Responses from the Memphis Women's March

On Friday, January 20, 2017, Donald J. Trump was sworn in as the 45th president of the United States, following an election fraught with deeply contrasted views of the man who promised to, among other things, defund Planned Parenthood, temporarily ban Muslims from entering the United States, reduce the $18 trillion national debt, and sign an executive order seeking the death penalty for anyone found guilty of killing a police officer. The following day, over 3 million people responded to these policy items with marches through primary arteries in cities around the world. In Memphis, between 6,000 - 9,000 marchers joined the masses throughout the world as they made their walked in the shadow of enveloping buildings on a sunny Saturday morning down Second Street in downtown Memphis before ending up at the National Civil Rights Museum. Below are some responses from members of the CBU community who took part in the march, and some of the reflections from the day. Quotes have been condensed and edited for formatting purposes. 

There was a sense of taking part in something historic, especially when we ended at the Civil Rights Museum. There, in the shadow of the place where hope seemed to die for a lot of people, only to rise again with more resolve and support, I felt more assured about our collective future, and reminded that there was still much work to be done.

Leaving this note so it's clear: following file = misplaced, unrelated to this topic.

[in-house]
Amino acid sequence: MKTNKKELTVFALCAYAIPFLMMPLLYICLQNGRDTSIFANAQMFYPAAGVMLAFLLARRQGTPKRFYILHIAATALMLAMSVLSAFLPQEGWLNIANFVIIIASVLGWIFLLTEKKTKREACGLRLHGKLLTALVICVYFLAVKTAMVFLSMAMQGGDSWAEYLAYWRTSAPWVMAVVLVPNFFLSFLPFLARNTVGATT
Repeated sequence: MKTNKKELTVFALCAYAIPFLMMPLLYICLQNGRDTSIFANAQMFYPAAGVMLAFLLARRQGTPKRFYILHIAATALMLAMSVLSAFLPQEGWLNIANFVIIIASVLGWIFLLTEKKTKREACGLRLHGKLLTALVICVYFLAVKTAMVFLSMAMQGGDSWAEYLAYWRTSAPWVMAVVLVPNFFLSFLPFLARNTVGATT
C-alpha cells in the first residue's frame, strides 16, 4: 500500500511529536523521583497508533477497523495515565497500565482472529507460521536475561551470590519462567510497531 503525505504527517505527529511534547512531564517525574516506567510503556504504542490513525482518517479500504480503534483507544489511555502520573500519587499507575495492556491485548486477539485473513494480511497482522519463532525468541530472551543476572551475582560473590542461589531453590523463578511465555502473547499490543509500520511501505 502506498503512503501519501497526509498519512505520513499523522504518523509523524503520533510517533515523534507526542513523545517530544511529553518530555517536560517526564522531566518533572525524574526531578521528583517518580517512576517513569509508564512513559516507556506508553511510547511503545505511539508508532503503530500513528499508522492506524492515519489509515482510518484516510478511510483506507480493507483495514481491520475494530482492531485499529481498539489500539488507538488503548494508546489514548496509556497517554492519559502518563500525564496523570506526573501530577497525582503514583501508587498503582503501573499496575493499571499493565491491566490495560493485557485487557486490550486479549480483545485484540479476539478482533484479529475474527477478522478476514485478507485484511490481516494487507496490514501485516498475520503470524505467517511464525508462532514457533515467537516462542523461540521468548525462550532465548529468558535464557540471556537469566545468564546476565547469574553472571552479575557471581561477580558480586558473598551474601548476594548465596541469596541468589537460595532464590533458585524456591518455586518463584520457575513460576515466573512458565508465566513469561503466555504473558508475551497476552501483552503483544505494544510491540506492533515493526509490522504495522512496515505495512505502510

Dr. J. Seth Lee

Photo: Seth Lee

 

If the demonstrations do nothing else, perhaps they’ve reminded millions of people across the United States and the world that they are not alone. This is power.

Dr. Alison Ann Lukowski

Photo: Alison Lukowski 

 

There was a notable absence of the kind of antagonistic police presence—hostile encounters, riot gear, paddy wagons at the ready, and arrests—that I’ve seen at #BlackLivesMatter demonstrations or protests in Memphis over the last few years. Local representatives from the #BlackLivesMatter movement were prominent in the Memphis Women’s March and critical in its organization. I suspect that they, too, were disappointed to see the dramatic difference in MPD’s treatment of participants in this protest compared with the treatment of participants in (also nonviolent) #BlackLivesMatter events.

Dr. Leigh M. Johnson

Photo: Leigh Johnson

 

It was a really cool experience seeing people with a common cause coming together to stand up for what they believe in. It felt like being apart of living history. I was proud to see some of my teachers and peers there, but even more proud that there was such a big turn out nation wide.

Payton Powers (Special Education '17)

Photo: Payton Powers

 

The Women's March was my first exercise in my right to public assembly and protest. There was a spirit of  inclusion and peace that filled me with excitement the rest of the day!

Tabatha Holmes, (Accounting '20)

Photo: Tabatha Holmes

 

Posted by Josh Colfer at 3:11 PM

The Galleon is curated and managed by Christian Brothers University, a Memphis-based university founded in the Lasallian tradition (a sect within the Catholic faith). Part of our founding mission is to uphold respect for all persons-regardless of political, religious, or social beliefs. As an institution, we take no stand on political matters; to do so would undermine our commitment to intellectual inquiry and thoughtful response to events taking place in our World by members of the CBU community.

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